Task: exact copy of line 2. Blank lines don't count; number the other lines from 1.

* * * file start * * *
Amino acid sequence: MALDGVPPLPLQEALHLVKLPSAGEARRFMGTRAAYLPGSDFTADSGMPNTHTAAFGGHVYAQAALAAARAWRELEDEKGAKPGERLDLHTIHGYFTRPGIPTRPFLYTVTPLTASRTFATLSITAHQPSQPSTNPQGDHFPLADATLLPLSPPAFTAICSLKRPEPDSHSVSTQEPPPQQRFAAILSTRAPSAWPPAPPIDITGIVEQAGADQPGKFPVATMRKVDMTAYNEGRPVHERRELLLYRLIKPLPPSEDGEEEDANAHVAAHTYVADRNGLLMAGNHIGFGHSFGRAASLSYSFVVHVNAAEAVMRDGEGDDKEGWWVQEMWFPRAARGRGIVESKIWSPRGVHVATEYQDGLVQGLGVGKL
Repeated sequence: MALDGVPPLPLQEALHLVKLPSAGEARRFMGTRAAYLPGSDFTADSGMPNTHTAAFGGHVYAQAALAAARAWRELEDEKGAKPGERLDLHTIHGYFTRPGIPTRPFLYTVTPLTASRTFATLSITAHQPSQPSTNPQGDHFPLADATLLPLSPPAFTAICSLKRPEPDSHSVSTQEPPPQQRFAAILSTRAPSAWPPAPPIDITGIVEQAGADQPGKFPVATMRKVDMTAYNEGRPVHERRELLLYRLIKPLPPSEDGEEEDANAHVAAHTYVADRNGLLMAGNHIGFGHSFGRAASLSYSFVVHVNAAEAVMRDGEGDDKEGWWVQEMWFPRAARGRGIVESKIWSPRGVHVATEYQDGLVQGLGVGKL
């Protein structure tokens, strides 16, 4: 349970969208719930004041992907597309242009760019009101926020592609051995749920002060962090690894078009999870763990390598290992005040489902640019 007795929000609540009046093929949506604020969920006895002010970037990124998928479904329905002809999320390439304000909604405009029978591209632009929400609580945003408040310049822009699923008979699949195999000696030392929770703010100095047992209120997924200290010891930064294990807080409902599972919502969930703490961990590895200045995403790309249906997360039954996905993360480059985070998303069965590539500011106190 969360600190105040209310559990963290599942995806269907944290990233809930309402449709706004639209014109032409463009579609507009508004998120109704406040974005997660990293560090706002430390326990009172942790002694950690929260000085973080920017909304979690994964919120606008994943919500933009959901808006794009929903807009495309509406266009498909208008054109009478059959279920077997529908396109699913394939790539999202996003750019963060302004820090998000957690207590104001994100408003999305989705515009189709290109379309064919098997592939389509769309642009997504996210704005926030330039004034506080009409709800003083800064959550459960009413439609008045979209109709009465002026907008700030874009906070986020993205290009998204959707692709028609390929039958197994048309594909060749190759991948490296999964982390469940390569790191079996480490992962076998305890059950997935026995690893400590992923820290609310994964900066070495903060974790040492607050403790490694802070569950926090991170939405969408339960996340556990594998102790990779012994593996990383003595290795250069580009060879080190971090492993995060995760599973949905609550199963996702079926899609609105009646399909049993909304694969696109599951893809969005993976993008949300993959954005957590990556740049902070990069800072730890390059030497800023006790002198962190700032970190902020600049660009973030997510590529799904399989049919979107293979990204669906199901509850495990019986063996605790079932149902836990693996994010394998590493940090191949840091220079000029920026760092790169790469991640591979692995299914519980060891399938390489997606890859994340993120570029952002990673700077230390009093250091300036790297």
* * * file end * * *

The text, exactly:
Repeated sequence: MALDGVPPLPLQEALHLVKLPSAGEARRFMGTRAAYLPGSDFTADSGMPNTHTAAFGGHVYAQAALAAARAWRELEDEKGAKPGERLDLHTIHGYFTRPGIPTRPFLYTVTPLTASRTFATLSITAHQPSQPSTNPQGDHFPLADATLLPLSPPAFTAICSLKRPEPDSHSVSTQEPPPQQRFAAILSTRAPSAWPPAPPIDITGIVEQAGADQPGKFPVATMRKVDMTAYNEGRPVHERRELLLYRLIKPLPPSEDGEEEDANAHVAAHTYVADRNGLLMAGNHIGFGHSFGRAASLSYSFVVHVNAAEAVMRDGEGDDKEGWWVQEMWFPRAARGRGIVESKIWSPRGVHVATEYQDGLVQGLGVGKL